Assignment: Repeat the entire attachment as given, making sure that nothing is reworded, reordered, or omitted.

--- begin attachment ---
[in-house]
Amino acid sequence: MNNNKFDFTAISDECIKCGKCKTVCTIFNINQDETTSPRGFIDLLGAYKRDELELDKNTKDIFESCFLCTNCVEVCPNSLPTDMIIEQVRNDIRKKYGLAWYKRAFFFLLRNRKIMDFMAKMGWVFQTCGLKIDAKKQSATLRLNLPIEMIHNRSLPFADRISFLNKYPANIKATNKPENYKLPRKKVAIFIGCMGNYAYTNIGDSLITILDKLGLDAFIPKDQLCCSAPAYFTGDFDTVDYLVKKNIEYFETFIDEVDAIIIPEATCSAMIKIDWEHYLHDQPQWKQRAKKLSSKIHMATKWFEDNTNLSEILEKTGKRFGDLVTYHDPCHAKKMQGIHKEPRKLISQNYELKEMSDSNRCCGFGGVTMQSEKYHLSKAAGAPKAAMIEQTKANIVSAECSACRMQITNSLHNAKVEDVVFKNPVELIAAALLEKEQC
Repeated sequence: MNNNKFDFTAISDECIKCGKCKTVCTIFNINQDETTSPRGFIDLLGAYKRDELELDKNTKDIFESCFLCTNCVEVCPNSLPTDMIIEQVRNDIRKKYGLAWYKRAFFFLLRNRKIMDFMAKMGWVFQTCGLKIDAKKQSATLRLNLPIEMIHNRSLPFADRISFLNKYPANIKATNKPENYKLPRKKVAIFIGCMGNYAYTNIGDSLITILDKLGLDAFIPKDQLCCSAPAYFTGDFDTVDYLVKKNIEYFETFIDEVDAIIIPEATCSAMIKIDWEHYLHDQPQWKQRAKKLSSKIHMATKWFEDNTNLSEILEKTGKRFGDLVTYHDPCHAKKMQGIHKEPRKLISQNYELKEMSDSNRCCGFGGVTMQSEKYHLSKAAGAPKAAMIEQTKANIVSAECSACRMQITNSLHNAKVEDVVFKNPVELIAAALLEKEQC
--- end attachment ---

[in-house]
Amino acid sequence: MNNNKFDFTAISDECIKCGKCKTVCTIFNINQDETTSPRGFIDLLGAYKRDELELDKNTKDIFESCFLCTNCVEVCPNSLPTDMIIEQVRNDIRKKYGLAWYKRAFFFLLRNRKIMDFMAKMGWVFQTCGLKIDAKKQSATLRLNLPIEMIHNRSLPFADRISFLNKYPANIKATNKPENYKLPRKKVAIFIGCMGNYAYTNIGDSLITILDKLGLDAFIPKDQLCCSAPAYFTGDFDTVDYLVKKNIEYFETFIDEVDAIIIPEATCSAMIKIDWEHYLHDQPQWKQRAKKLSSKIHMATKWFEDNTNLSEILEKTGKRFGDLVTYHDPCHAKKMQGIHKEPRKLISQNYELKEMSDSNRCCGFGGVTMQSEKYHLSKAAGAPKAAMIEQTKANIVSAECSACRMQITNSLHNAKVEDVVFKNPVELIAAALLEKEQC
Repeated sequence: MNNNKFDFTAISDECIKCGKCKTVCTIFNINQDETTSPRGFIDLLGAYKRDELELDKNTKDIFESCFLCTNCVEVCPNSLPTDMIIEQVRNDIRKKYGLAWYKRAFFFLLRNRKIMDFMAKMGWVFQTCGLKIDAKKQSATLRLNLPIEMIHNRSLPFADRISFLNKYPANIKATNKPENYKLPRKKVAIFIGCMGNYAYTNIGDSLITILDKLGLDAFIPKDQLCCSAPAYFTGDFDTVDYLVKKNIEYFETFIDEVDAIIIPEATCSAMIKIDWEHYLHDQPQWKQRAKKLSSKIHMATKWFEDNTNLSEILEKTGKRFGDLVTYHDPCHAKKMQGIHKEPRKLISQNYELKEMSDSNRCCGFGGVTMQSEKYHLSKAAGAPKAAMIEQTKANIVSAECSACRMQITNSLHNAKVEDVVFKNPVELIAAALLEKEQC